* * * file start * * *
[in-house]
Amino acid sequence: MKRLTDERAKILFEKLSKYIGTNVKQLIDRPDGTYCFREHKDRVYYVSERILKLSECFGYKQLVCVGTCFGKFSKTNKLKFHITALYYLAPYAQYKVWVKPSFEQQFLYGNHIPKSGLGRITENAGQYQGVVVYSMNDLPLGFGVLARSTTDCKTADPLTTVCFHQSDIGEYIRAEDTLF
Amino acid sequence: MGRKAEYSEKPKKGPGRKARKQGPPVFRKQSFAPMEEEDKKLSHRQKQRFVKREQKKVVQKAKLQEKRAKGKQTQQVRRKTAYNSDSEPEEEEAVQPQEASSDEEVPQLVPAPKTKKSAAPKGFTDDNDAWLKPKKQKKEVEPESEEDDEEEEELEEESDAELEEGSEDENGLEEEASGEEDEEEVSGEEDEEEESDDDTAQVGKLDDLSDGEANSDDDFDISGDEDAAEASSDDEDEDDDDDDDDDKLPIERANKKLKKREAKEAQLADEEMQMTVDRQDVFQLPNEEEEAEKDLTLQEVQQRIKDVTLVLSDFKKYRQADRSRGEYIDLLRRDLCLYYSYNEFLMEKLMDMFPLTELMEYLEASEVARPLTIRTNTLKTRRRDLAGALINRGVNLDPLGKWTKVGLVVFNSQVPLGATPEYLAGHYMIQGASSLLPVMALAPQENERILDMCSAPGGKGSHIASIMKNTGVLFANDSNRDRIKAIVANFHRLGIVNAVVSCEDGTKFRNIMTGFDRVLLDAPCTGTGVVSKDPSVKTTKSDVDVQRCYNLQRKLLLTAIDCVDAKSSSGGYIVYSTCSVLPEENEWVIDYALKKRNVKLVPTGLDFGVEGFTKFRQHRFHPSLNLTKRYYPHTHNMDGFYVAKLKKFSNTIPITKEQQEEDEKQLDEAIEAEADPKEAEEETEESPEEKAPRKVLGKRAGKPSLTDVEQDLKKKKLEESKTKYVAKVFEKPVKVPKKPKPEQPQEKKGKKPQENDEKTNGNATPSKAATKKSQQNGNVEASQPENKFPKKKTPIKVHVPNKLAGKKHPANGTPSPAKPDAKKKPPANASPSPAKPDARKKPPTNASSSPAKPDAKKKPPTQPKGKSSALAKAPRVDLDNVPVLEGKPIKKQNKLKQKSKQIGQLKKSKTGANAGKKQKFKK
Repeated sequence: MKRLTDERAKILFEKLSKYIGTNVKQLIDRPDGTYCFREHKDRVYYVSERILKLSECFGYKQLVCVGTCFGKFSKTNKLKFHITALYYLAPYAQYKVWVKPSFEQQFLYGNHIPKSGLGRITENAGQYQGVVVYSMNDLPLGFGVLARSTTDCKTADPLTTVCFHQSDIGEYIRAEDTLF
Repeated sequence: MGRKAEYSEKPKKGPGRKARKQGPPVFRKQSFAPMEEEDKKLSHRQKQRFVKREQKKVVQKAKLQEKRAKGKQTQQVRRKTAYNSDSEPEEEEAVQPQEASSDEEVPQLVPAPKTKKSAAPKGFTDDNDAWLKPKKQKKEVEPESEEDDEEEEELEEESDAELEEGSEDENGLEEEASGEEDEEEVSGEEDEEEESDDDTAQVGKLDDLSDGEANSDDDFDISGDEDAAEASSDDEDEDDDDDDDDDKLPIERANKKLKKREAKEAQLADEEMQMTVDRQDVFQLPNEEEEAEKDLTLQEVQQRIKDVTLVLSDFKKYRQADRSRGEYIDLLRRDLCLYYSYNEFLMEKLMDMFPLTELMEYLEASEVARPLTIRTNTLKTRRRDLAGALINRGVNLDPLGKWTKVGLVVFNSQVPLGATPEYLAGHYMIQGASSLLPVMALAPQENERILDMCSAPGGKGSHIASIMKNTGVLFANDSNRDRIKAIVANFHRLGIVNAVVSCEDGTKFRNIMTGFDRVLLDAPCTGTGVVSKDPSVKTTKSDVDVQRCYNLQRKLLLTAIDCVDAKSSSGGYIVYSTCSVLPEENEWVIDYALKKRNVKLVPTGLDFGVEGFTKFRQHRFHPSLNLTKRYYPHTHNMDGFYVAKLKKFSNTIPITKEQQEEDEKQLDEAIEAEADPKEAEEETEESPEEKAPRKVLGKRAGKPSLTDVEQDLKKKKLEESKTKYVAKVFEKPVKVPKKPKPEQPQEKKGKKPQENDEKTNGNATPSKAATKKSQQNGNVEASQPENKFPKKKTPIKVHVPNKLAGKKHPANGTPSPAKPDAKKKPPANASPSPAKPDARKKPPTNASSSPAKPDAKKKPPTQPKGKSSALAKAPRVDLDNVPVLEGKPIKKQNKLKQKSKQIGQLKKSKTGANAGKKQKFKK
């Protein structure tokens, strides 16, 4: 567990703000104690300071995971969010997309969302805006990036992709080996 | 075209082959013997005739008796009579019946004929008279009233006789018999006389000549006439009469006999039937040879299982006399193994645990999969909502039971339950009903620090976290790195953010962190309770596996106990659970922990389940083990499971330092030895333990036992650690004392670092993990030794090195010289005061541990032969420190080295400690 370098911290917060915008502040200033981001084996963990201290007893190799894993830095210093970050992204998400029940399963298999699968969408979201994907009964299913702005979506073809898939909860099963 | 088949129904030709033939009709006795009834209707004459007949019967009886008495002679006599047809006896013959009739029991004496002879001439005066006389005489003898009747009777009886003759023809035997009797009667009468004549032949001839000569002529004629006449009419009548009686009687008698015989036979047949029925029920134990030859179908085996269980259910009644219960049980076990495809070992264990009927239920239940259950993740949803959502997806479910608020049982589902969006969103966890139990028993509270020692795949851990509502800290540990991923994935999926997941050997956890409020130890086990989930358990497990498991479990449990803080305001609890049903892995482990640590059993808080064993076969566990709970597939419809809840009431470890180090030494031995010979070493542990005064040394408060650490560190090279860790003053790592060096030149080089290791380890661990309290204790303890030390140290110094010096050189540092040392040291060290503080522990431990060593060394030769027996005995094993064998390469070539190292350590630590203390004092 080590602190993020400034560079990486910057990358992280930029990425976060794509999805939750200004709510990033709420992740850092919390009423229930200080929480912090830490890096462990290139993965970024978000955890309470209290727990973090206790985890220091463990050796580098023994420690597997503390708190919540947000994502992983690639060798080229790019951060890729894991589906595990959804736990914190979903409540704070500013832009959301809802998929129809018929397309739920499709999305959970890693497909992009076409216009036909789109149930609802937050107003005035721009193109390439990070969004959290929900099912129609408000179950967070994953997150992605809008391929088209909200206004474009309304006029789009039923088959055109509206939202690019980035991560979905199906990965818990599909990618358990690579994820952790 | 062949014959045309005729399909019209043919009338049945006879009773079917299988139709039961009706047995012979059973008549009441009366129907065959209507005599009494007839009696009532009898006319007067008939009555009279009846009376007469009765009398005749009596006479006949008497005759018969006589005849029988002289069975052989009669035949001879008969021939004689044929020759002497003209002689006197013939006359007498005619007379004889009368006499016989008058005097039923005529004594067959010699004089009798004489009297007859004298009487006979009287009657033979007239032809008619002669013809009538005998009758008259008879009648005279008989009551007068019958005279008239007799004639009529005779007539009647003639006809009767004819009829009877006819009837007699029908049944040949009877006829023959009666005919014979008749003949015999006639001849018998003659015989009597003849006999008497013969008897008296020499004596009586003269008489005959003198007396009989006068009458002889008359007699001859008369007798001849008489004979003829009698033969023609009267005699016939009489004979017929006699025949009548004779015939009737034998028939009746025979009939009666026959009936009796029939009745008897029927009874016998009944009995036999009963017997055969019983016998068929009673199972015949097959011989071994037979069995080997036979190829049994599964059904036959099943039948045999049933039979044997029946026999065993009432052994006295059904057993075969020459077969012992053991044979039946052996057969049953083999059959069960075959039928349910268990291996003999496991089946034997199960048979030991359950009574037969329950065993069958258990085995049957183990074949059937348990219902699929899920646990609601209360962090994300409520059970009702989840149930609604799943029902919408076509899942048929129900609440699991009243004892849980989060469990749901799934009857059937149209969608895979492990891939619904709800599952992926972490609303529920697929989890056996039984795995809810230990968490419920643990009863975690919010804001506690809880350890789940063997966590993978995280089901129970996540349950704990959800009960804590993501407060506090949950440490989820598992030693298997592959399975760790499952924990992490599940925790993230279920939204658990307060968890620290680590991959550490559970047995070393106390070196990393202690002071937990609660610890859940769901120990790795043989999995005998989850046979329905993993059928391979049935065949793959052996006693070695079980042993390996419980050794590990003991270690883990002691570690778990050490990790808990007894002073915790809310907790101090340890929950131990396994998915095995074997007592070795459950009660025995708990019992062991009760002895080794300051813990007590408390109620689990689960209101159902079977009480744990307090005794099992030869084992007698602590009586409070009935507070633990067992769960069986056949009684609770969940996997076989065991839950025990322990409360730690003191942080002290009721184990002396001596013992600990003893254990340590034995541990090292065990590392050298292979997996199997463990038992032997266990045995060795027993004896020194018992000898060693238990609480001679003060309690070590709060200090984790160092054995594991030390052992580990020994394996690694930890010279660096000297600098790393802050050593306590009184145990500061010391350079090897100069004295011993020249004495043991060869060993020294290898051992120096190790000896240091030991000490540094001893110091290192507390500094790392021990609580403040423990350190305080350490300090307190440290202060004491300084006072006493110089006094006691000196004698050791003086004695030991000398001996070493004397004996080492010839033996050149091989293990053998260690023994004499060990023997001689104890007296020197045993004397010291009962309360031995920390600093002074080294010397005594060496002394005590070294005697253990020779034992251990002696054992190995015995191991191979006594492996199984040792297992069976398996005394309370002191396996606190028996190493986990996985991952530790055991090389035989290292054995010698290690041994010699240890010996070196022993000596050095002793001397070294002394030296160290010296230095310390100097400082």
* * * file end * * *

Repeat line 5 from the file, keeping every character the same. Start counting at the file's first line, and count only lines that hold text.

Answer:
Repeated sequence: MGRKAEYSEKPKKGPGRKARKQGPPVFRKQSFAPMEEEDKKLSHRQKQRFVKREQKKVVQKAKLQEKRAKGKQTQQVRRKTAYNSDSEPEEEEAVQPQEASSDEEVPQLVPAPKTKKSAAPKGFTDDNDAWLKPKKQKKEVEPESEEDDEEEEELEEESDAELEEGSEDENGLEEEASGEEDEEEVSGEEDEEEESDDDTAQVGKLDDLSDGEANSDDDFDISGDEDAAEASSDDEDEDDDDDDDDDKLPIERANKKLKKREAKEAQLADEEMQMTVDRQDVFQLPNEEEEAEKDLTLQEVQQRIKDVTLVLSDFKKYRQADRSRGEYIDLLRRDLCLYYSYNEFLMEKLMDMFPLTELMEYLEASEVARPLTIRTNTLKTRRRDLAGALINRGVNLDPLGKWTKVGLVVFNSQVPLGATPEYLAGHYMIQGASSLLPVMALAPQENERILDMCSAPGGKGSHIASIMKNTGVLFANDSNRDRIKAIVANFHRLGIVNAVVSCEDGTKFRNIMTGFDRVLLDAPCTGTGVVSKDPSVKTTKSDVDVQRCYNLQRKLLLTAIDCVDAKSSSGGYIVYSTCSVLPEENEWVIDYALKKRNVKLVPTGLDFGVEGFTKFRQHRFHPSLNLTKRYYPHTHNMDGFYVAKLKKFSNTIPITKEQQEEDEKQLDEAIEAEADPKEAEEETEESPEEKAPRKVLGKRAGKPSLTDVEQDLKKKKLEESKTKYVAKVFEKPVKVPKKPKPEQPQEKKGKKPQENDEKTNGNATPSKAATKKSQQNGNVEASQPENKFPKKKTPIKVHVPNKLAGKKHPANGTPSPAKPDAKKKPPANASPSPAKPDARKKPPTNASSSPAKPDAKKKPPTQPKGKSSALAKAPRVDLDNVPVLEGKPIKKQNKLKQKSKQIGQLKKSKTGANAGKKQKFKK